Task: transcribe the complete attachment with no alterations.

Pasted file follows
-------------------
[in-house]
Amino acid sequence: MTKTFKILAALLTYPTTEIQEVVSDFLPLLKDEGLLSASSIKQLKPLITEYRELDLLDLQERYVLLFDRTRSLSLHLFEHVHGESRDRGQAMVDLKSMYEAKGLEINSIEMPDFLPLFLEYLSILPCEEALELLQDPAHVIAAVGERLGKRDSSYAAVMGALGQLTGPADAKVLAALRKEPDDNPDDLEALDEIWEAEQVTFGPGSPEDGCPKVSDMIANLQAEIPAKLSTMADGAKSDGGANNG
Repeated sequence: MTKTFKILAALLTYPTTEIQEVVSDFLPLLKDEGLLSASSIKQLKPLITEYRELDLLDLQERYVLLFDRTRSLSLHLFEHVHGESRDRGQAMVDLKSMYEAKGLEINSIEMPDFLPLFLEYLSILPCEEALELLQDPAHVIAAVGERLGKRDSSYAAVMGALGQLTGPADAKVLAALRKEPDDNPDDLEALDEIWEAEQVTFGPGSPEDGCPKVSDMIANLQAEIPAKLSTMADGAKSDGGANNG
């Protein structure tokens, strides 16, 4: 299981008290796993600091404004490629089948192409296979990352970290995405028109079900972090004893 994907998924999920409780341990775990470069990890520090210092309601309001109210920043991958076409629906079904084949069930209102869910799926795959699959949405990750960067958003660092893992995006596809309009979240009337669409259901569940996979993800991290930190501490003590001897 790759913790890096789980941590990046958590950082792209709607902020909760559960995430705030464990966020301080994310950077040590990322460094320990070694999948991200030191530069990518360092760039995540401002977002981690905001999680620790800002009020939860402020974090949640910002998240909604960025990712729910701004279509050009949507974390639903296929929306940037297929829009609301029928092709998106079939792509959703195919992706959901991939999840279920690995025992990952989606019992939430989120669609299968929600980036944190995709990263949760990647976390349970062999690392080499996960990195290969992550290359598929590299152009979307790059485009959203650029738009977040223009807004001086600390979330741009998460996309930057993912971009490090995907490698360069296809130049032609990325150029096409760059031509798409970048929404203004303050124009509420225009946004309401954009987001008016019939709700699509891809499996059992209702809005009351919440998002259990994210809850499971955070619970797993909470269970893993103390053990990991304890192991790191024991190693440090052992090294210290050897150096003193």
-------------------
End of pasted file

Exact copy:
[in-house]
Amino acid sequence: MTKTFKILAALLTYPTTEIQEVVSDFLPLLKDEGLLSASSIKQLKPLITEYRELDLLDLQERYVLLFDRTRSLSLHLFEHVHGESRDRGQAMVDLKSMYEAKGLEINSIEMPDFLPLFLEYLSILPCEEALELLQDPAHVIAAVGERLGKRDSSYAAVMGALGQLTGPADAKVLAALRKEPDDNPDDLEALDEIWEAEQVTFGPGSPEDGCPKVSDMIANLQAEIPAKLSTMADGAKSDGGANNG
Repeated sequence: MTKTFKILAALLTYPTTEIQEVVSDFLPLLKDEGLLSASSIKQLKPLITEYRELDLLDLQERYVLLFDRTRSLSLHLFEHVHGESRDRGQAMVDLKSMYEAKGLEINSIEMPDFLPLFLEYLSILPCEEALELLQDPAHVIAAVGERLGKRDSSYAAVMGALGQLTGPADAKVLAALRKEPDDNPDDLEALDEIWEAEQVTFGPGSPEDGCPKVSDMIANLQAEIPAKLSTMADGAKSDGGANNG
């Protein structure tokens, strides 16, 4: 299981008290796993600091404004490629089948192409296979990352970290995405028109079900972090004893 994907998924999920409780341990775990470069990890520090210092309601309001109210920043991958076409629906079904084949069930209102869910799926795959699959949405990750960067958003660092893992995006596809309009979240009337669409259901569940996979993800991290930190501490003590001897 790759913790890096789980941590990046958590950082792209709607902020909760559960995430705030464990966020301080994310950077040590990322460094320990070694999948991200030191530069990518360092760039995540401002977002981690905001999680620790800002009020939860402020974090949640910002998240909604960025990712729910701004279509050009949507974390639903296929929306940037297929829009609301029928092709998106079939792509959703195919992706959901991939999840279920690995025992990952989606019992939430989120669609299968929600980036944190995709990263949760990647976390349970062999690392080499996960990195290969992550290359598929590299152009979307790059485009959203650029738009977040223009807004001086600390979330741009998460996309930057993912971009490090995907490698360069296809130049032609990325150029096409760059031509798409970048929404203004303050124009509420225009946004309401954009987001008016019939709700699509891809499996059992209702809005009351919440998002259990994210809850499971955070619970797993909470269970893993103390053990990991304890192991790191024991190693440090052992090294210290050897150096003193």